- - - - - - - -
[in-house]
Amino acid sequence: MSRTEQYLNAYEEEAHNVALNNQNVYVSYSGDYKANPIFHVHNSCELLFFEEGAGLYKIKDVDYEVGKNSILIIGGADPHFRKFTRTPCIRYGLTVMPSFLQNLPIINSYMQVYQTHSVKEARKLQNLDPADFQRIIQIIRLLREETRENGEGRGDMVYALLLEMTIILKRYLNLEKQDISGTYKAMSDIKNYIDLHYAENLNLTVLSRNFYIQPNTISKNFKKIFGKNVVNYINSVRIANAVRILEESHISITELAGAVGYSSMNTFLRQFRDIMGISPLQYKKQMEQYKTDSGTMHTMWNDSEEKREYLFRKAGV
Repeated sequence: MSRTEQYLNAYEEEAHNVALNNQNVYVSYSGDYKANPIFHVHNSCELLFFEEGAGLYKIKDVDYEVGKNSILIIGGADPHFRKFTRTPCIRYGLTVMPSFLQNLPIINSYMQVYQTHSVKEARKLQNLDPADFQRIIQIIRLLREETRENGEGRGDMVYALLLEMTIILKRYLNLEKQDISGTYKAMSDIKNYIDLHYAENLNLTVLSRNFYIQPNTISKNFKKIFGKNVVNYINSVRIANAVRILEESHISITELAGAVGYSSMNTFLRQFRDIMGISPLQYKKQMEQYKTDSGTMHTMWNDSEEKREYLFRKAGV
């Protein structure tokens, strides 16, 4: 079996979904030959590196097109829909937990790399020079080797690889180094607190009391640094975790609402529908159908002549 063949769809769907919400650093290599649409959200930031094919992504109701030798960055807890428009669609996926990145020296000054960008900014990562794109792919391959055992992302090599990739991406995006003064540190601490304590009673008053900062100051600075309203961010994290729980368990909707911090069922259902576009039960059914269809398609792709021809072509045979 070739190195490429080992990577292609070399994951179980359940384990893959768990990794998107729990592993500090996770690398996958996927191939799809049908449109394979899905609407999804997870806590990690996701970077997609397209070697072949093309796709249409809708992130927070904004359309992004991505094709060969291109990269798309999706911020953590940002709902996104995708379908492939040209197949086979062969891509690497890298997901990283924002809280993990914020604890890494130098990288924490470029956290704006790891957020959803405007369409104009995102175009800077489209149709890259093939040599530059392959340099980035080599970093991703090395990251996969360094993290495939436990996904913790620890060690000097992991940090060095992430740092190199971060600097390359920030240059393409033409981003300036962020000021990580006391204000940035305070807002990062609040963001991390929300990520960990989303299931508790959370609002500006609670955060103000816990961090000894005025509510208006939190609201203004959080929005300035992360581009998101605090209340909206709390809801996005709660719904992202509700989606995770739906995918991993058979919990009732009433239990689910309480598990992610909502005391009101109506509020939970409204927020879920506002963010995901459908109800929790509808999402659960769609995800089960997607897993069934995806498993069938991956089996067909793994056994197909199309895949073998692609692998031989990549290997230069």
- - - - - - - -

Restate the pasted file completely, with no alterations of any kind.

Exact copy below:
[in-house]
Amino acid sequence: MSRTEQYLNAYEEEAHNVALNNQNVYVSYSGDYKANPIFHVHNSCELLFFEEGAGLYKIKDVDYEVGKNSILIIGGADPHFRKFTRTPCIRYGLTVMPSFLQNLPIINSYMQVYQTHSVKEARKLQNLDPADFQRIIQIIRLLREETRENGEGRGDMVYALLLEMTIILKRYLNLEKQDISGTYKAMSDIKNYIDLHYAENLNLTVLSRNFYIQPNTISKNFKKIFGKNVVNYINSVRIANAVRILEESHISITELAGAVGYSSMNTFLRQFRDIMGISPLQYKKQMEQYKTDSGTMHTMWNDSEEKREYLFRKAGV
Repeated sequence: MSRTEQYLNAYEEEAHNVALNNQNVYVSYSGDYKANPIFHVHNSCELLFFEEGAGLYKIKDVDYEVGKNSILIIGGADPHFRKFTRTPCIRYGLTVMPSFLQNLPIINSYMQVYQTHSVKEARKLQNLDPADFQRIIQIIRLLREETRENGEGRGDMVYALLLEMTIILKRYLNLEKQDISGTYKAMSDIKNYIDLHYAENLNLTVLSRNFYIQPNTISKNFKKIFGKNVVNYINSVRIANAVRILEESHISITELAGAVGYSSMNTFLRQFRDIMGISPLQYKKQMEQYKTDSGTMHTMWNDSEEKREYLFRKAGV
């Protein structure tokens, strides 16, 4: 079996979904030959590196097109829909937990790399020079080797690889180094607190009391640094975790609402529908159908002549 063949769809769907919400650093290599649409959200930031094919992504109701030798960055807890428009669609996926990145020296000054960008900014990562794109792919391959055992992302090599990739991406995006003064540190601490304590009673008053900062100051600075309203961010994290729980368990909707911090069922259902576009039960059914269809398609792709021809072509045979 070739190195490429080992990577292609070399994951179980359940384990893959768990990794998107729990592993500090996770690398996958996927191939799809049908449109394979899905609407999804997870806590990690996701970077997609397209070697072949093309796709249409809708992130927070904004359309992004991505094709060969291109990269798309999706911020953590940002709902996104995708379908492939040209197949086979062969891509690497890298997901990283924002809280993990914020604890890494130098990288924490470029956290704006790891957020959803405007369409104009995102175009800077489209149709890259093939040599530059392959340099980035080599970093991703090395990251996969360094993290495939436990996904913790620890060690000097992991940090060095992430740092190199971060600097390359920030240059393409033409981003300036962020000021990580006391204000940035305070807002990062609040963001991390929300990520960990989303299931508790959370609002500006609670955060103000816990961090000894005025509510208006939190609201203004959080929005300035992360581009998101605090209340909206709390809801996005709660719904992202509700989606995770739906995918991993058979919990009732009433239990689910309480598990992610909502005391009101109506509020939970409204927020879920506002963010995901459908109800929790509808999402659960769609995800089960997607897993069934995806498993069938991956089996067909793994056994197909199309895949073998692609692998031989990549290997230069």